The view from our flat during our stop-over in Hong Kong.
I’m traveling for the next three months in Europe. Michael is on long service leave, and we are visiting Tim and Tanya who are now living in Switzerland, and then taking off somewhat nomadically east to west across the Mediterranean countries. I feel very fortunate.
With Prime Minister Julia Gillard’s leadership looking pretty rocky at the moment, I thought I better jump in and post these photos of finger puppets of her and Opposition Leader Tony Abbot before she isn’t Prime Minister any more! They were made for the Women’s Health Magazine late last year and appeared in the January 2013 issue, illustrating a fluff article about Aussie excellence, in this case how good Australian politicians are at insulting each other in parliament.
The magazine first contracted me to make finger puppets of then PM Kevin Rudd and OL Tony Abbot and their deputies in June 2010, but almost the next day Rudd was rolled by Julia Gillard. Don’t want to be gazumped again!
There are few more photos of the puppets in my photoset at Flickr. Of course I had some fun doing silly things like this with them before they were shipped. Do I hear a resounding ‘ewww!’?
I don’t venture into the world of Jane Austen commentary very much anymore, but did notice some talk about the new Jane Austen stamps released in the UK recently. You can read about them more extensively at Austenprose, where there are also larger versions of each individual one. They were illustrated by Angela Barrett.
Stamps are interesting in the way that they are designed to carry a lot of meaning, but are ephemeral and largely unlooked at in everyday use; and now mostly unused except for collectors. They tend to rely on cultural understandings, large national ones – here pride in JA as an English author – and also more smaller cultural pools – here what is at the heart of what the novels are about, drawing on people knowing the novels well enough to understand what the illustrator is referring to. It’s a lot for an artist to convey in one tiny square of paper!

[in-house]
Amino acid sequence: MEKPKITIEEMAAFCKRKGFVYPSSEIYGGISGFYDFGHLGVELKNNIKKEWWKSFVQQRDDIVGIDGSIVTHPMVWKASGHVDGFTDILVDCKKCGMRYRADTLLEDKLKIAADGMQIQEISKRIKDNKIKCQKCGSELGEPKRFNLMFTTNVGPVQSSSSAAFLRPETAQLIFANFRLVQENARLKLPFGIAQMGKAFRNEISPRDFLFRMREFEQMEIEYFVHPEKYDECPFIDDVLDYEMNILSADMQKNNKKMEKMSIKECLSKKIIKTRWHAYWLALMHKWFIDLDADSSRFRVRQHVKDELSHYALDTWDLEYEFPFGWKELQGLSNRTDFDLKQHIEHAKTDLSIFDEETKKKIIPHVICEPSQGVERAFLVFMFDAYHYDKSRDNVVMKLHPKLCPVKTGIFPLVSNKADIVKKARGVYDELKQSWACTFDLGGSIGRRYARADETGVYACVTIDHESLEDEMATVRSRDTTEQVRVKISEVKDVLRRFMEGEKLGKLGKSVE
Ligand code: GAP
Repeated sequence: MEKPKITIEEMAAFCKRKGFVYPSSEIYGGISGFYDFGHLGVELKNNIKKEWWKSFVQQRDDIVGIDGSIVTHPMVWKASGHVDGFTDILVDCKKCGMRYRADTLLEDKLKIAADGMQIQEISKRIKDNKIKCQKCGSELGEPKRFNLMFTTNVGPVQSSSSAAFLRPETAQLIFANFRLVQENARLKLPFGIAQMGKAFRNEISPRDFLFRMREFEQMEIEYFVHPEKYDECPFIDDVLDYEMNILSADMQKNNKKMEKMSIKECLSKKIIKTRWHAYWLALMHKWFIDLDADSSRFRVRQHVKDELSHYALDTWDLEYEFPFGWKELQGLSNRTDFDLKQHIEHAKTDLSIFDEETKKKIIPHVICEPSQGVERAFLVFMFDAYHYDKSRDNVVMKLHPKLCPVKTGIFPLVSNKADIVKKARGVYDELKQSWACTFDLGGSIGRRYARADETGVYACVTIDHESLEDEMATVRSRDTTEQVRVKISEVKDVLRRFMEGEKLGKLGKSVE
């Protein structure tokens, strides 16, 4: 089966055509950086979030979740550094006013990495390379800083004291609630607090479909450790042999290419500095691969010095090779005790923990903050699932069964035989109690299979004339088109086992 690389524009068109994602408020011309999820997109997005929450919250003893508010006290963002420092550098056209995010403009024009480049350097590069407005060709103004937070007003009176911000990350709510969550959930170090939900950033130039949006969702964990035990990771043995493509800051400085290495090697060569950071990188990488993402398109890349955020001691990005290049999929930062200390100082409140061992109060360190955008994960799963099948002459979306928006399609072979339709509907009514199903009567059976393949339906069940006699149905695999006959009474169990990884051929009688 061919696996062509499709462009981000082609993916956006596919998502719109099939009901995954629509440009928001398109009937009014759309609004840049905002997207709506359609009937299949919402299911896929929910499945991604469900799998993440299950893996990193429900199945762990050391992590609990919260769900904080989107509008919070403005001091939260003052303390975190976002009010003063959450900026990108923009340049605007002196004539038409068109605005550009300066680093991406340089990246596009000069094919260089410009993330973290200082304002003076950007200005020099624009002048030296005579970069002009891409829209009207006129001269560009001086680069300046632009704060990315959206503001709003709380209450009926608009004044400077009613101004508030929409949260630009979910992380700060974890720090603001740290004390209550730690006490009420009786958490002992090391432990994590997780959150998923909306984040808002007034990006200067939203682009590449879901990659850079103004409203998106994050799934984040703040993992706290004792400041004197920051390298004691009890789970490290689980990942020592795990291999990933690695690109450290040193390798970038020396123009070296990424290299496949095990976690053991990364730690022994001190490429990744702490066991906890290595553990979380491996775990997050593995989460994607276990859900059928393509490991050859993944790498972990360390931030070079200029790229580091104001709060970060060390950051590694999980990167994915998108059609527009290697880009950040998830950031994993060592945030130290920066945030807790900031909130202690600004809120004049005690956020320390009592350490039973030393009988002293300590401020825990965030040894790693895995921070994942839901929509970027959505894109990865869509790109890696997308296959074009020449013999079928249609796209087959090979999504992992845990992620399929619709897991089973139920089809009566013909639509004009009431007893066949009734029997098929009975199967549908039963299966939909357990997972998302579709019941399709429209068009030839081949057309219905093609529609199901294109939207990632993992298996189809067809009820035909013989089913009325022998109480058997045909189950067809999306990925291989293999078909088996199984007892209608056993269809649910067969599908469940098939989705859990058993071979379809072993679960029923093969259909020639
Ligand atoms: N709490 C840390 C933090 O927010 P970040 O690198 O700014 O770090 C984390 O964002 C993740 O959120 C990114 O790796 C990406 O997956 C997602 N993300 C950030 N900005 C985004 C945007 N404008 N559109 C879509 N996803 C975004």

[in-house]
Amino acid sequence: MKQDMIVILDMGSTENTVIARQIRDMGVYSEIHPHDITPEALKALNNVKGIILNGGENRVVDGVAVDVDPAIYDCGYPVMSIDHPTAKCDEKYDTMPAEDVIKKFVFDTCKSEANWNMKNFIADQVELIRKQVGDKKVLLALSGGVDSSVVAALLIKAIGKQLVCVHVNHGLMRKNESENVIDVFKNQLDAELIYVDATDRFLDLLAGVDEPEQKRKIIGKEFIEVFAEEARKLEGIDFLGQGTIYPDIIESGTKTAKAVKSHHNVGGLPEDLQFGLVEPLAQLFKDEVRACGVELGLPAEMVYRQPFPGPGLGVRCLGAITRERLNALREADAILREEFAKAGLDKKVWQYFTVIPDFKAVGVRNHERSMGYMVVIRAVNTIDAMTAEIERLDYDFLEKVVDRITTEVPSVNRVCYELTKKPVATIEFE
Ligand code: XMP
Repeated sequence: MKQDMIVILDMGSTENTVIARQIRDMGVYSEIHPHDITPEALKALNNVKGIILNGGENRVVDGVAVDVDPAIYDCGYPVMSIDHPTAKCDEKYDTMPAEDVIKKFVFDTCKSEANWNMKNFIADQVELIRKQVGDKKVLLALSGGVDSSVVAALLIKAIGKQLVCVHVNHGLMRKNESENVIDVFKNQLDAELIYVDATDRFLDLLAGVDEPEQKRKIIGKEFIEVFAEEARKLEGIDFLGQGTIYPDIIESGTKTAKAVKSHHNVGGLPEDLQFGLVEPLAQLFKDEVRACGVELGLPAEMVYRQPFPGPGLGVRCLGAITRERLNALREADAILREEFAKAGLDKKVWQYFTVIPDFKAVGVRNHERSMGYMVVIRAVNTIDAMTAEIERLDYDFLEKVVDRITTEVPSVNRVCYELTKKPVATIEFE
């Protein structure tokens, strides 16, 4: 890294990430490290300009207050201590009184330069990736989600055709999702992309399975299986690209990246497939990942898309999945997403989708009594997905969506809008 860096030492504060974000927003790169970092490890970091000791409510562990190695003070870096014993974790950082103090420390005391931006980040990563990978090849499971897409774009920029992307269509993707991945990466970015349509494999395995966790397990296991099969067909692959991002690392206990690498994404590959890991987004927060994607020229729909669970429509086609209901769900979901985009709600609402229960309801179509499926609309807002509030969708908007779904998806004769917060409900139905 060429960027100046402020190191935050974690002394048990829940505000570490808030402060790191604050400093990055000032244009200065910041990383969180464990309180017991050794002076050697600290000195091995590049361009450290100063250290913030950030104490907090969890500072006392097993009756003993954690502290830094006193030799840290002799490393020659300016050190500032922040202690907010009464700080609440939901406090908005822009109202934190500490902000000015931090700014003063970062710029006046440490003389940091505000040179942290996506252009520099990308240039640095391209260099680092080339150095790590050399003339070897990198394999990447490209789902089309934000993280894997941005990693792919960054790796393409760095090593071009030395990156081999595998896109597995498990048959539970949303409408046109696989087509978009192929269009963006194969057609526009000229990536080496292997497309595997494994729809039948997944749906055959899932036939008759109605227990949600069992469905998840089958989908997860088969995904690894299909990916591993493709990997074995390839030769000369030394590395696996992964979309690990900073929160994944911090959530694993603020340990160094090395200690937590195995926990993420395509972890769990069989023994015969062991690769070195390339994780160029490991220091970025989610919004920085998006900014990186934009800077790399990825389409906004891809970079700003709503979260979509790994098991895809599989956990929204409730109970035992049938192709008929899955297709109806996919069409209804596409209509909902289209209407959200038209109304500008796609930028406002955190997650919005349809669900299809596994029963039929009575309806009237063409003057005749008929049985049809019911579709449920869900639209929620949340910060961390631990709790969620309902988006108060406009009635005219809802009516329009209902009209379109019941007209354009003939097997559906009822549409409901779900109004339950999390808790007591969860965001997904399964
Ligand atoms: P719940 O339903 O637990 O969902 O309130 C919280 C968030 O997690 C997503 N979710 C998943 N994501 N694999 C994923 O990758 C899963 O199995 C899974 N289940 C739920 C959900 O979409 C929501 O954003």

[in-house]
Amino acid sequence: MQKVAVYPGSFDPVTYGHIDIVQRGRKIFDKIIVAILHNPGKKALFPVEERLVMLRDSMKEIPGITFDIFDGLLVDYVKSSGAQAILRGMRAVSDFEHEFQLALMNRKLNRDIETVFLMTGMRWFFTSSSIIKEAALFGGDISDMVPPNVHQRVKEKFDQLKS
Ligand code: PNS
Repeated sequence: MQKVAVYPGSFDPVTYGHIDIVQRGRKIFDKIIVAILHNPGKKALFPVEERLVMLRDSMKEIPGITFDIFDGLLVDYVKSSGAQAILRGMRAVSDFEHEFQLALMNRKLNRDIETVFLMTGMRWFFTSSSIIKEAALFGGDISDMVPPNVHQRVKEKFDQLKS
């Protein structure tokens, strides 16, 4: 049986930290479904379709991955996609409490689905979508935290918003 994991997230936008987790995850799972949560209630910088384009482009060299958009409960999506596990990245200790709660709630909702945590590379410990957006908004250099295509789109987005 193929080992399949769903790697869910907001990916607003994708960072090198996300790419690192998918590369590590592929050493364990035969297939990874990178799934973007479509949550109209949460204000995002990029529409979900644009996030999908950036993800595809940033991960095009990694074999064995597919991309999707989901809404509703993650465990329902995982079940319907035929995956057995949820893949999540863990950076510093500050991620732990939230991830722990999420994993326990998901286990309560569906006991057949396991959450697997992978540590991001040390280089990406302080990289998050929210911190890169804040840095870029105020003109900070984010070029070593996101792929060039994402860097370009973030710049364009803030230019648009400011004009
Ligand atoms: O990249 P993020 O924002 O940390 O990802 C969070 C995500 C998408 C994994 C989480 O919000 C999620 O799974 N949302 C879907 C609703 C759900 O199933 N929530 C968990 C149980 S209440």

I was surprised to see them described by a few people as awful. I rather like the sketchy softness alongside quite decorative details. I find myself coming back to look at them and thinking about how Barrett did them and what she picked out as the symbolic moment for each novel – not what I would choose necessarily, but I like her choices. A lot of thought went into them.
One thing that intrigues me is just how much meaning is implied in what initially – and this is perhaps what people were disliking – seem like pretty bland choices of scene and delivery. The Pride and Prejudice illustration seems bland and static but then we know what a revelation his smile was to Elizabeth and how it is a critical moment in her dawning sense of how wrong she has been about him; and the dominance/submissiveness in the picture seems part of her realisation. (Funny, in the light of one friend jokingly terming it the ‘JA blow job stamp’). The Mansfield Park drawing is quiet and still too, but you can see the warmth and light of family on the other side of the door (both attractive and terrifying), and see all Fanny’s tension in the way she is holding herself and clenching her fists. And again with Emma all the action is in her inward contemplation and shame. We know why and what’s going on in all these moments, without it being spelt out more. This seems rather like the novels themselves, apparently small time in context and lacking in action, but rich with internal observations, understandings and things not said.
I hadn’t heard of Angela Barrett before but the illustrations I saw on searching are wonderful. Here is another I liked of a doll/puppet maker at work:
It’s a problem when inaccurate maps are used in apps that are supplying what might be critical emergency information to the public.